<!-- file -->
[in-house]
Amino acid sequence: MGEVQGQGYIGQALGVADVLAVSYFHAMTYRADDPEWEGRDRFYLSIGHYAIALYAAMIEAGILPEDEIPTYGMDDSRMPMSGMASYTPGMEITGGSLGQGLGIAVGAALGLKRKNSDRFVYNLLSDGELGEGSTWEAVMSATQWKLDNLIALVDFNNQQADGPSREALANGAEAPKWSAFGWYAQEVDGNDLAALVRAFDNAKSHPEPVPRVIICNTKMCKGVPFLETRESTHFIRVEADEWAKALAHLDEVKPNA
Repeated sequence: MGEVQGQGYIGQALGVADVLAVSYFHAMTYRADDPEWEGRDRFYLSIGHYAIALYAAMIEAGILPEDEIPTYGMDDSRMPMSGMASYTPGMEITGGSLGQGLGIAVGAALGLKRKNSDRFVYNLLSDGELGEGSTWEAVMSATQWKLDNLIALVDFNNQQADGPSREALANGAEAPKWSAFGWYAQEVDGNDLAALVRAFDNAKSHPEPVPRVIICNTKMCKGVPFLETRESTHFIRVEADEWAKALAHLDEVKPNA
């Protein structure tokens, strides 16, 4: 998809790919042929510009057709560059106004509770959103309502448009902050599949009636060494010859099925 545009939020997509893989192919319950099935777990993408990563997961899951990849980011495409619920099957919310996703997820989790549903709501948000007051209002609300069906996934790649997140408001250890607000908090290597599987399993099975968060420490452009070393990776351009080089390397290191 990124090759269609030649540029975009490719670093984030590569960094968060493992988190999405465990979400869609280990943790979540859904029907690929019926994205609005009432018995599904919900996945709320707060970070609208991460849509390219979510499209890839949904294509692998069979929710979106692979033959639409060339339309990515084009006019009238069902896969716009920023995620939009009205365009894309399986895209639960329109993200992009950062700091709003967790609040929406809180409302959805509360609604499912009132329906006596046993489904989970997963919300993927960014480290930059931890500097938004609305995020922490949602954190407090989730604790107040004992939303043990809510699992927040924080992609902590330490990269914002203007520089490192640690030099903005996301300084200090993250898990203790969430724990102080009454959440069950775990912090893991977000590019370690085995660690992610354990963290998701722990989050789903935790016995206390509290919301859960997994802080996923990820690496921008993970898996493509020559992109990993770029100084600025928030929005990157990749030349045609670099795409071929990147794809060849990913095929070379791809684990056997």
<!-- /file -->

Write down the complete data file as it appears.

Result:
[in-house]
Amino acid sequence: MGEVQGQGYIGQALGVADVLAVSYFHAMTYRADDPEWEGRDRFYLSIGHYAIALYAAMIEAGILPEDEIPTYGMDDSRMPMSGMASYTPGMEITGGSLGQGLGIAVGAALGLKRKNSDRFVYNLLSDGELGEGSTWEAVMSATQWKLDNLIALVDFNNQQADGPSREALANGAEAPKWSAFGWYAQEVDGNDLAALVRAFDNAKSHPEPVPRVIICNTKMCKGVPFLETRESTHFIRVEADEWAKALAHLDEVKPNA
Repeated sequence: MGEVQGQGYIGQALGVADVLAVSYFHAMTYRADDPEWEGRDRFYLSIGHYAIALYAAMIEAGILPEDEIPTYGMDDSRMPMSGMASYTPGMEITGGSLGQGLGIAVGAALGLKRKNSDRFVYNLLSDGELGEGSTWEAVMSATQWKLDNLIALVDFNNQQADGPSREALANGAEAPKWSAFGWYAQEVDGNDLAALVRAFDNAKSHPEPVPRVIICNTKMCKGVPFLETRESTHFIRVEADEWAKALAHLDEVKPNA
């Protein structure tokens, strides 16, 4: 998809790919042929510009057709560059106004509770959103309502448009902050599949009636060494010859099925 545009939020997509893989192919319950099935777990993408990563997961899951990849980011495409619920099957919310996703997820989790549903709501948000007051209002609300069906996934790649997140408001250890607000908090290597599987399993099975968060420490452009070393990776351009080089390397290191 990124090759269609030649540029975009490719670093984030590569960094968060493992988190999405465990979400869609280990943790979540859904029907690929019926994205609005009432018995599904919900996945709320707060970070609208991460849509390219979510499209890839949904294509692998069979929710979106692979033959639409060339339309990515084009006019009238069902896969716009920023995620939009009205365009894309399986895209639960329109993200992009950062700091709003967790609040929406809180409302959805509360609604499912009132329906006596046993489904989970997963919300993927960014480290930059931890500097938004609305995020922490949602954190407090989730604790107040004992939303043990809510699992927040924080992609902590330490990269914002203007520089490192640690030099903005996301300084200090993250898990203790969430724990102080009454959440069950775990912090893991977000590019370690085995660690992610354990963290998701722990989050789903935790016995206390509290919301859960997994802080996923990820690496921008993970898996493509020559992109990993770029100084600025928030929005990157990749030349045609670099795409071929990147794809060849990913095929070379791809684990056997």